This morning I finally caught up with myself. I carefully unloaded my backpack of stank laundry into the shoddy washing machine, impressed at the small dust cloud that puffed off my clothes. The brilliant red dirt in Mondulkiri left nothing untouched. As I scrubbed and rinsed my once white tennis shoes, I realized how dirty they had become on our treks through the jungle, on the backs of elephants, and through the town. Even after the washer, my clothes came out orange-tinted and stiff with grime. I've decided that most of the clothes I brought here will have a final resting place in Cambodia. Between the sweat, sun, and questionable washing machine, most of my clothes are one adventure away from being rags.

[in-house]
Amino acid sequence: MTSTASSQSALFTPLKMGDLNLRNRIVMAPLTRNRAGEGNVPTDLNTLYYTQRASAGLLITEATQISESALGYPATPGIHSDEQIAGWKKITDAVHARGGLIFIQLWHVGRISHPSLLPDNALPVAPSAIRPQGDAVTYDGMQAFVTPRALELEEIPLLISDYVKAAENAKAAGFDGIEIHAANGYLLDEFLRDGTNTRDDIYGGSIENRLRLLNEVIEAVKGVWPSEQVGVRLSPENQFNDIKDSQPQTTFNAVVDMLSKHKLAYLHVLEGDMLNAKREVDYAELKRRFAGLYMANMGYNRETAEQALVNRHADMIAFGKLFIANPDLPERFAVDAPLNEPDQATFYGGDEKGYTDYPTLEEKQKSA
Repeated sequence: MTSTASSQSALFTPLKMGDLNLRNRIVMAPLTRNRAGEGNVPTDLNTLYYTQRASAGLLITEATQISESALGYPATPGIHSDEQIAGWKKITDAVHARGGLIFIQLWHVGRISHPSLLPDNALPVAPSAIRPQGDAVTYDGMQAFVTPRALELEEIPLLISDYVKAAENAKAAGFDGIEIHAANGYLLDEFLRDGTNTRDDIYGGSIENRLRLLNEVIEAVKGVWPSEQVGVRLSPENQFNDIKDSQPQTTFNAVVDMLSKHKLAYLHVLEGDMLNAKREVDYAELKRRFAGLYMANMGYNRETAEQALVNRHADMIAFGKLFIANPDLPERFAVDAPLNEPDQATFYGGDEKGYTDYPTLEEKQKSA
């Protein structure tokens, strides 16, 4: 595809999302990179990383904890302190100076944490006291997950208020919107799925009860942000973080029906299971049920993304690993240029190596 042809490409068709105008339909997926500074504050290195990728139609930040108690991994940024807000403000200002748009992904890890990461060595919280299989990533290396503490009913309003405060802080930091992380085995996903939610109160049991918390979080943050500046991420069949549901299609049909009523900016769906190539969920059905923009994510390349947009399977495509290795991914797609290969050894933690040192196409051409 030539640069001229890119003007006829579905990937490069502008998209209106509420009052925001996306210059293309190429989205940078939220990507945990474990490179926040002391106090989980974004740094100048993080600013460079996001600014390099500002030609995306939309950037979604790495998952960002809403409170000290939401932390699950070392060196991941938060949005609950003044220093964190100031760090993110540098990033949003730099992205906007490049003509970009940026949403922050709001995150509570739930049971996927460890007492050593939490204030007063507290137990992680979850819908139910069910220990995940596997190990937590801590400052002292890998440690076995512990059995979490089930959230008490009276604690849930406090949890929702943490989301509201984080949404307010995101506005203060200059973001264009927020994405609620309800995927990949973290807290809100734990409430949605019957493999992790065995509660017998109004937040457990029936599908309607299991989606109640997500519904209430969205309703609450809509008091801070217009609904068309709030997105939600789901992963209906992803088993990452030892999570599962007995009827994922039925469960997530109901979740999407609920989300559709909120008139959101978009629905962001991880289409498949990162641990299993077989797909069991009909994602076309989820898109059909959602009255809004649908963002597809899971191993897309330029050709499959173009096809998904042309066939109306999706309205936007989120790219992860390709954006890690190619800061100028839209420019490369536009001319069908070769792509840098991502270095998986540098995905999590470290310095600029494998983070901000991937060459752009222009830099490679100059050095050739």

Still processing the Mondulkiri trip, I am happy to have vivid memories and a journal full of thoughts. When I opened my camera on day one of our trip, I realized that somehow the lens had been open since I packed the camera, draining out all my battery. Though I'll never leave home without my charger again, I will admit that not taking pictures with a camera helped me enjoy the views for their own sake. Pictures don't usually do justice to beautiful views anyway. My true regret was not bringing a sketch book—something I will do on all subsequent trips. The box of Mondulkiri coffee is my only souvenir, but the pile of orange laundry and my war zone feet are proof that I emerged from Khmer New Year a little more experienced than before. Pictures or not, I'll never forget the week in Mondulkiri.